Net neutrality: Fighting for an Internet that has never been neutral

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Photo: flickr/BrokenCities

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All the recent publicity framing net neutrality as the central contestation of our time has obscured the fundamental reality that the Internet hasn't been 'neutral' for years.

For the average person, supporting net neutrality -- the idyllic principle that all traffic on the Internet should be treated equally -- probably seems like common sense. After all, I think when most of us think of cyberspace, we tend to imagine an archetypal Web of open and fluid information freed from the borders and conventions that constrain the non-virtual world.

So, when the FCC recently proposed new regulations that, if implemented, would eradicate net neutrality, it is no surprise thousands of users in both the U.S. and Canada were outraged. The new regulations would allow Internet service providers to offer differential service through creating fast-lanes for corporations who can afford to pay more, while regulating those of us who can't to a lower level of accessibility online.

This issue affects Canadians because even though the FCC is technically based in the U.S., most of Canada's everyday web traffic passes through U.S. servers, and is therefore automatically subject to U.S. regulation. What's more, if the tiered system is approved in the U.S., it's a sure bet monopolistic Canadian telecoms will push for some sort of innocuous-sounding 'regulatory harmonisation' in order to justify implementing similar policies up here. This would mean many more instances of Internet service providers (ISPs_ like Bell discriminating against consumers by charging up to 800 per cent more for access non-Bell content.

Thus in an attempt to fight for our digital democratic rights, journalists have proceeded to write impassioned editorials, digital advocacy groups such as Openmedia.caFight for the Future and the Electronic Frontier Foundation have each launched massive online petitions, and the FCC's website has even been forced to shut down on multiple occasions after being overloaded with comments from anti-regulatory Internet users.

These efforts, and all the others like them being mounted in order to pressure the FCC into withdrawing their proposal to allow privileged companies to implement Internet fast-lanes while the rest of us toil away at slower speeds, highlight how strongly thousands of users feel that the fight for net neutrality is an essential struggle of our generation.

And while in principle I couldn't agree more with the cause, the problem with this logic is that it's based on an archaic understanding of how the modern Internet actually works.

Nowadays, fears of a two-tiered system are redundant as powerful tech empires such as Google, Facebook and Apple already run dedicated computer servers inside ISPs like Rogers, Bell and Telus. As such, they have direct and unencrypted access to all the data that runs through the average person's router and thus already benefit from what is essentially a virtual back door into our information.

For as the person who coined the term net neutrality, professor Tim Wu, points out, on the modern Internet the real issue is not fast-lanes or tiered systems, it's that a small number of ISPs now control how the flows of information reach users, and as such, they can grant privileged access to institutions they favour, and block out those they don't -- all outside of the legal reach of privacy watchdog groups and government regulators.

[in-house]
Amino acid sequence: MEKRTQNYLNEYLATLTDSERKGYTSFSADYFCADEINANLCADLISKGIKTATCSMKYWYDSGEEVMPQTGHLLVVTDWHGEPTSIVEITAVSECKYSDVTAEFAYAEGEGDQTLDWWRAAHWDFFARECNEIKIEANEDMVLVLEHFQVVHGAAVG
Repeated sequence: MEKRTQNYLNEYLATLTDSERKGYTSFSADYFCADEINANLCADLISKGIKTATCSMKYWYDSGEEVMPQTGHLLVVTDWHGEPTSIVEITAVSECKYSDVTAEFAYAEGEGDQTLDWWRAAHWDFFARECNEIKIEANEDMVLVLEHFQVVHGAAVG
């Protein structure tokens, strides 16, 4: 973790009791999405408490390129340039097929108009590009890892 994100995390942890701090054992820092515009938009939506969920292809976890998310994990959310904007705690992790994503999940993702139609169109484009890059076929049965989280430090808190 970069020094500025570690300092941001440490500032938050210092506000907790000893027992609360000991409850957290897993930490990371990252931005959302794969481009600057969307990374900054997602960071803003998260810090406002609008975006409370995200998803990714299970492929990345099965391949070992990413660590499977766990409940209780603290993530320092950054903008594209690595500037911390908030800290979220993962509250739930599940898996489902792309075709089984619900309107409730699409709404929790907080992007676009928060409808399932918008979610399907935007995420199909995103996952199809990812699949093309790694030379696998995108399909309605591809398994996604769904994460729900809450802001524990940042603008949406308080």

Remember last years' Snowden revelations, those disconcerting realizations that our data was being collected up by government surveillance agencies to keep tabs on us?

Well those leaks were only made possible because the tech institutions and ISP providers who have special privileges in the virtual world are more than willing to surrender our personal data directly to government agencies upon request -- in 2011 alone, the Harper government made 1.2 million successful requests for information.

What's more, Canadian ISPs have also taken to blacking out websites that put out messages they disagree with. For example, when its workers were striking in 2005, Telus censored all access to a website run by the Telecommunications Workers Union (TWU) on the grounds that their views posed a threat to Telus' business interests.

But beyond all the leaks and censorships, debates surrounding net neutrality tend to glaze over the largest tiered structure of all -- Internet access in Canada is some of the most expensive in the world, and regardless of how neutral or non-neutral the Internet may be, many Canadians can't even afford to access online spaces in the first place.

So of course, fighting the FCC's newest proposal is important -- open accessibility for activists, unions and alternative medias will become even more contingent if regulators are permitted to further erode the fundamental principles of cyberspace for profit.

However, it is also important to remember that the current status quo is not a neutral net -- it is one dictated by monolithic tech empires and autocratic ISPs. If we really want an Internet that matches up with our egalitarian imaginations, we, the users, are going to have to get a lot more radical than a few angry editorials and online petitions.

Adam Kingsmith is a writer, digital activist, and PhD student in political science at York University, where his research explores radical political subjectivities within socio-digital spaces.

Photo: flickr/BrokenCities

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